At the FTP site, in the file for whatever state you are interested in (data is listed separately by state), you can now go and download the ZIPed file (e.g., ma0002_uf1.zip is the file for 02 Massachusetts data, with the naming convention being state, file name, and f1 for summary file 1)

Very importantly, you will also need to download the geographic header file, with the naming convention (in this case) "mageo_uf1.zip".

C. Step 3. Download appropriate SAS program and read in raw data

  1. SF1: http://www.census.gov/support/SF1ASCII.html
  2. SF3: http://www.census.gov/support/SF3ASCII.html
  3. Go to "Using SAS," click download to get zipped SAS files
  4. Modify SAS programs as indicated (path to file, merge, SUMLEV=; e.g., census tract for 2000 is sumlev "080")
After unzipping this file, choose the file that corresponds to the data you downloaded.

The procedure for obtaining ABSM data from SF3 is identical to the process for obtaining the denominator data from SF1. For example, if you wanted to create an ABSM for poverty, you could go into the SF3 documentation, and find table P87, and go through the same three basic steps of then downloading the data and the SAS code and reading the data into SAS.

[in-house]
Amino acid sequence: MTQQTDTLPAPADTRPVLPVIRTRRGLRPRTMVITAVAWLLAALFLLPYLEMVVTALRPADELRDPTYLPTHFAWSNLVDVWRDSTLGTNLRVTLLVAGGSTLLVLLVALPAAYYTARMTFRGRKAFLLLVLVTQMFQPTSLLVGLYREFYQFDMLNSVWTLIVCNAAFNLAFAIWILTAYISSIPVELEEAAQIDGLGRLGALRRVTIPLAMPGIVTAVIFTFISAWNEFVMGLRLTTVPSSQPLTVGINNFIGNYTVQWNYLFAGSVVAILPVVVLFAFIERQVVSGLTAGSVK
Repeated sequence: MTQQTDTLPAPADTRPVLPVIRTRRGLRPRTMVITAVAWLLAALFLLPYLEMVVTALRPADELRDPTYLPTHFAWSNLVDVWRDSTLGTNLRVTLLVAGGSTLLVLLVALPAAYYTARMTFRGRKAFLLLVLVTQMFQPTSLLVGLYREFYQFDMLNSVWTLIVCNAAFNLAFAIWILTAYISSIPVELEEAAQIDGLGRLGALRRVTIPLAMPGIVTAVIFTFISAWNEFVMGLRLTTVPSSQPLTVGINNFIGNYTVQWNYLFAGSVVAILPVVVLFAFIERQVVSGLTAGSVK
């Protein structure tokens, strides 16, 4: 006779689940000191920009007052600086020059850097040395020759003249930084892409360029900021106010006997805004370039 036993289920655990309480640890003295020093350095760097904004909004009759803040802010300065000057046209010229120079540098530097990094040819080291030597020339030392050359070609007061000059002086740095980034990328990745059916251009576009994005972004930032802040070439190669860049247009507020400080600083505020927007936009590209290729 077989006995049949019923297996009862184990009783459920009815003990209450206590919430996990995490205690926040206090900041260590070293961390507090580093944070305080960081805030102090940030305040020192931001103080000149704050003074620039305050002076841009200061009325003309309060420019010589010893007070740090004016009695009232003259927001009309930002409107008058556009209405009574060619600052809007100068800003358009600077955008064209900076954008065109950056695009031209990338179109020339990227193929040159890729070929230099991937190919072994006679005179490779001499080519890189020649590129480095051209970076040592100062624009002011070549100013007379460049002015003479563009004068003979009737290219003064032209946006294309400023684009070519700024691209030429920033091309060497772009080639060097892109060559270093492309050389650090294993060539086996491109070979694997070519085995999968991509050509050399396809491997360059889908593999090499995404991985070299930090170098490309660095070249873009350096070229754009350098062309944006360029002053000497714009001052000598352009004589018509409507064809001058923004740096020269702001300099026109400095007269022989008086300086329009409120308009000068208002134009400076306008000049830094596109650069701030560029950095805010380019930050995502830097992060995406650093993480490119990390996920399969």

Summary and recommendations for using 2000 Census Data

  • We recommend obtaining data directly from the U.S. Census, using Factfinder for simple queries, FTP download of raw data for analyses involving many areas.
  • We recommend using SF1 data for denominator data, and SF3 data for creating ABSMs
  • Completedocumentation of what 2000 Census data is available in which table is available at www.census.gov.
  • To use FTP raw data, you need: raw data, geographic header file, and SAS code to read in data.
This is really a relatively painless process of obtaining and manipulating the census data. If starting only with a familiarity with SAS, it really is quite easy to get and use this data.
Topic revision: r4 - 01 Aug 2011 - 12:43:26 - MaryBanach